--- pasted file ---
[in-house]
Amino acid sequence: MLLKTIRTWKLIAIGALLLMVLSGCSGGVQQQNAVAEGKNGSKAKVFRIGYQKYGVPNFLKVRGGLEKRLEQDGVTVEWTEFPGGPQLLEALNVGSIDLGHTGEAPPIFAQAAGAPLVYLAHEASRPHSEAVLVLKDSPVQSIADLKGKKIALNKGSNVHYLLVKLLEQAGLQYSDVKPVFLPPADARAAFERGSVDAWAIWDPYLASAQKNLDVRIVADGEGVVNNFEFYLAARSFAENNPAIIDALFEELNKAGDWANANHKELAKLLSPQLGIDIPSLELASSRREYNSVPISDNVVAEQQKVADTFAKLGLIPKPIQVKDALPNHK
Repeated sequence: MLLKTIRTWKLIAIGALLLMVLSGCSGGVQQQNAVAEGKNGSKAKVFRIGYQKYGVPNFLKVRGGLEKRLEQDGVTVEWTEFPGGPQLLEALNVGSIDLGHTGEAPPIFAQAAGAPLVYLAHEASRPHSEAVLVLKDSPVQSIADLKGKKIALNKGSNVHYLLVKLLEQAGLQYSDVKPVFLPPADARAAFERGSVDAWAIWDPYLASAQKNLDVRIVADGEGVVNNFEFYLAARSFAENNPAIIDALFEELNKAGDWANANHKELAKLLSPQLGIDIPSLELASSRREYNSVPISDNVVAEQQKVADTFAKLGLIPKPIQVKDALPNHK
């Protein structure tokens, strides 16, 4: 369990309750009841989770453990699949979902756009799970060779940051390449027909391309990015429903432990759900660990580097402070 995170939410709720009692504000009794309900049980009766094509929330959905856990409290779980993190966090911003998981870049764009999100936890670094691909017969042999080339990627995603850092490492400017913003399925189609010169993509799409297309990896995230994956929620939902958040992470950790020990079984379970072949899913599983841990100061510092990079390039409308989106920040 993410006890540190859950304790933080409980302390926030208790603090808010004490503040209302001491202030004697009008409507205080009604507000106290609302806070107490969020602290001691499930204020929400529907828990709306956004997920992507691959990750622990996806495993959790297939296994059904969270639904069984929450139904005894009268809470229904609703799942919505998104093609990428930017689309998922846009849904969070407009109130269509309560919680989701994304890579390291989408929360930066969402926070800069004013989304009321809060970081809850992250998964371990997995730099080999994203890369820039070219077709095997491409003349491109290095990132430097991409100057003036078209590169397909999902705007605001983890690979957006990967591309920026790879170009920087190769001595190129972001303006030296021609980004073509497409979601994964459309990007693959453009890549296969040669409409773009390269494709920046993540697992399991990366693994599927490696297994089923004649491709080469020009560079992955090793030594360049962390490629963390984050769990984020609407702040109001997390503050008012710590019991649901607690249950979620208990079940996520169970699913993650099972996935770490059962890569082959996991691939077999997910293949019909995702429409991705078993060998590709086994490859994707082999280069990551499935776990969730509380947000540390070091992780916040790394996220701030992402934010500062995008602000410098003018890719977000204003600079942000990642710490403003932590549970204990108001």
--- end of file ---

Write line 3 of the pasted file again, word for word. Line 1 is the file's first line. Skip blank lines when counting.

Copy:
Repeated sequence: MLLKTIRTWKLIAIGALLLMVLSGCSGGVQQQNAVAEGKNGSKAKVFRIGYQKYGVPNFLKVRGGLEKRLEQDGVTVEWTEFPGGPQLLEALNVGSIDLGHTGEAPPIFAQAAGAPLVYLAHEASRPHSEAVLVLKDSPVQSIADLKGKKIALNKGSNVHYLLVKLLEQAGLQYSDVKPVFLPPADARAAFERGSVDAWAIWDPYLASAQKNLDVRIVADGEGVVNNFEFYLAARSFAENNPAIIDALFEELNKAGDWANANHKELAKLLSPQLGIDIPSLELASSRREYNSVPISDNVVAEQQKVADTFAKLGLIPKPIQVKDALPNHK